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    I have been noticing a lot of erotic authors these days are doing 'romance' versions and 'hard core' versions of their book. I feel like pandering to the audience this way would hinder my creative process. I just write whichever way feels best for me. Some of my books are pure sex, and some are about 1/3 erotic scenes.

    As for your book I would suggest not getting too crazy with the erotica especially if you are aiming at minors possibly reading it. Listen to your gut and your book will be perfect. Good luck!
     
  11. Eedjii
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    Eedjii Member

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    Yeah, that seems like a real cop-out to me, just write what you want. And if the reader thinks it's too much than it's their problem.
     
  12. cutecat22
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    cutecat22 The Strange One Contributor

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    But like @Wreybies said, you can't stop younger readers getting hold of the book if they really want to, a true story to prove this point, I write erotica. Last year I was talking to the head teacher at my son's primary school about something close to the bone that had been said to my 11 year old son. The head said she would look into the matter and keep me informed. I did then tell her that although I had written an erotic book and my family knew they story, I'd never discussed the sex bits with either of my children or let them read any of it. It was then that she told me she'd had to bring in the parent of a 10 year old because they had been talking about Fifty Shades of Grey, when asked how the child got hold of the book, the parent said "I know he's read it, I let him." !!!!

    If you self publish, there is a tickbox that you can check to say the book is only for over 18's and in TP, I'm sure there would be a disclaimer or something on the back that says "contains explicit material, not for under 18's" and so on but at the end of the day, that's all you can do. You can't stop people getting hold of it once it's out there.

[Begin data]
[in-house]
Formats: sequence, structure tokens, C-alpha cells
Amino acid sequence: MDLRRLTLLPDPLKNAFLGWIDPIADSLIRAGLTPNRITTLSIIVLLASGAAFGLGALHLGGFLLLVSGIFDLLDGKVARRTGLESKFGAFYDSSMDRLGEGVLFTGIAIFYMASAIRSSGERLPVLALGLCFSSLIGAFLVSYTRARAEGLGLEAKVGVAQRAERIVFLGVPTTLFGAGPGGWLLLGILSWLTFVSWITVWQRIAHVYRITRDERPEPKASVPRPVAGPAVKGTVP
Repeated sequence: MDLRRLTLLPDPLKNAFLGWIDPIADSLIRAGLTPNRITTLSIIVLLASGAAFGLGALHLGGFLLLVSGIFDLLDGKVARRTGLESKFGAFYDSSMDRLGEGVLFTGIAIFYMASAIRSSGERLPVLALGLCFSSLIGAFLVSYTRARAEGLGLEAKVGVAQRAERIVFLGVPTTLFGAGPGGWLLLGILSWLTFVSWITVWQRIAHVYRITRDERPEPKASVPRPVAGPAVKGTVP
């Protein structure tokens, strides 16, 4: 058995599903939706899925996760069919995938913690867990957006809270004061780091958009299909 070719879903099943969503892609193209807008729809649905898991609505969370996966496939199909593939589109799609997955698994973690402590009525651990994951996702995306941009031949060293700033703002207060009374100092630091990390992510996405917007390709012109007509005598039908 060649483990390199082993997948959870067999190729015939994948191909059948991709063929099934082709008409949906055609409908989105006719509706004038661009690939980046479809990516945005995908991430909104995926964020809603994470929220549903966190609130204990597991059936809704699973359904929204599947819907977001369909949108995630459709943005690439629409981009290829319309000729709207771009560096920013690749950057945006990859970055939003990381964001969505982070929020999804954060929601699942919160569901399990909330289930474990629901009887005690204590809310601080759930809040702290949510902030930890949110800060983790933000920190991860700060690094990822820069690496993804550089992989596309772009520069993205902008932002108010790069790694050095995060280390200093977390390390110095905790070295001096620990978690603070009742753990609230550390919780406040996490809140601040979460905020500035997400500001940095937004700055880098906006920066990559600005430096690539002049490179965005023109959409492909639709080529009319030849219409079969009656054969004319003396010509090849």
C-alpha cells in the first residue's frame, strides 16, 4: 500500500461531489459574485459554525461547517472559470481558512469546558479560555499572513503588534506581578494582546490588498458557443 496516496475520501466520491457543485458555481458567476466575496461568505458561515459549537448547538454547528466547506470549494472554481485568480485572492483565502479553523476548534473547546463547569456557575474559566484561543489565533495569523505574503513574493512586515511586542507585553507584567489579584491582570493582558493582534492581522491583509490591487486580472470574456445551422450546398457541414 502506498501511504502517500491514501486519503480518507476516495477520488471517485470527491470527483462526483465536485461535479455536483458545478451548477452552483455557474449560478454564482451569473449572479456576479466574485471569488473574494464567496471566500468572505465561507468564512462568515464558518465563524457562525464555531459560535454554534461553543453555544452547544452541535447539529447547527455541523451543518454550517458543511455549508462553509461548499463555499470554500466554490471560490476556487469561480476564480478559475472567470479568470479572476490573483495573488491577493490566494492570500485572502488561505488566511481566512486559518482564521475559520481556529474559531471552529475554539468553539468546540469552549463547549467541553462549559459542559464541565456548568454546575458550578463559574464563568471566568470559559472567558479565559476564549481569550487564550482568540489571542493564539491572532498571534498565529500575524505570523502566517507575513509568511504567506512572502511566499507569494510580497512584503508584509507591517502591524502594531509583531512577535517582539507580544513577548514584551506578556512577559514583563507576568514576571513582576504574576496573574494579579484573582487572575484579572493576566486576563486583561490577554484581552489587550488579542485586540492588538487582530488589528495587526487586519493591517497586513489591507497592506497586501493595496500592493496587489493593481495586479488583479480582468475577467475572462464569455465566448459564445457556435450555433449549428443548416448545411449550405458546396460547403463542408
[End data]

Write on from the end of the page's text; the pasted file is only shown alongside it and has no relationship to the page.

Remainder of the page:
I'm 41 and I still enjoy reading George's Marvellous Medicine from time to time, even though it's written for kids, just because you think your book will be enjoyed by 16/17 year olds, doesn't actually mean it will. I honestly don't think any writer can pre-empt who will love and who will loath his/her writing.
     
  13. Morristreet
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    Morristreet Member

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    I tend to start my works by writing erotic or sex scenes, one after the other, then begin to link them together and wrap a full plot around the narrative. My current WIP is military romance fiction and it started that way. I am now wrapping the full military narrative around the scenes, and have expanded from a romantic sub plot of about 50 pages to a full on adventure narrative currently at 105. My scenes are explicit, but tend to sit on the romantic side, so although they detail everything, they tend to read as natural flow rather than in your face, balls-out explicitness. My test story was posted to an erotic website to see if it would work, I was told that the way I wrote could make a grown man cry at the romantic sub plots. The sex scenes felt natural and they worked within the context of the overall narrative.

    I tend to sit somewhere between Jean M Auel and Bertrice Small in my descriptions (My wife's fave authors so I have all of these works to use as reference), and that works for my readers so far. You do what works for the story. I've written works that detail very explicit gritty sex, and scenes that hint at it with no real detail at all. It's all within the context of what you write and where the story is going, which will either make or break the story.

    Also remember, kids and teens today are reading things that in the 70's and 80's, were definitely rated X. Today's youth are considered more mature and are accessing more explicit material at a younger age, in print and on the screen. I wouldn't worry too much about younger people getting access to it, if they do, then they do. Caveat Emptor.
     
  14. Gisella_M
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    Gisella_M Member

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    You can't work on a first draft thinking about target audiences and publishers etc, just write it, it will change as you do. When you have finished the 1st draft and re-read it you will have a better idea if some scenes sit well, or if they need to be changed.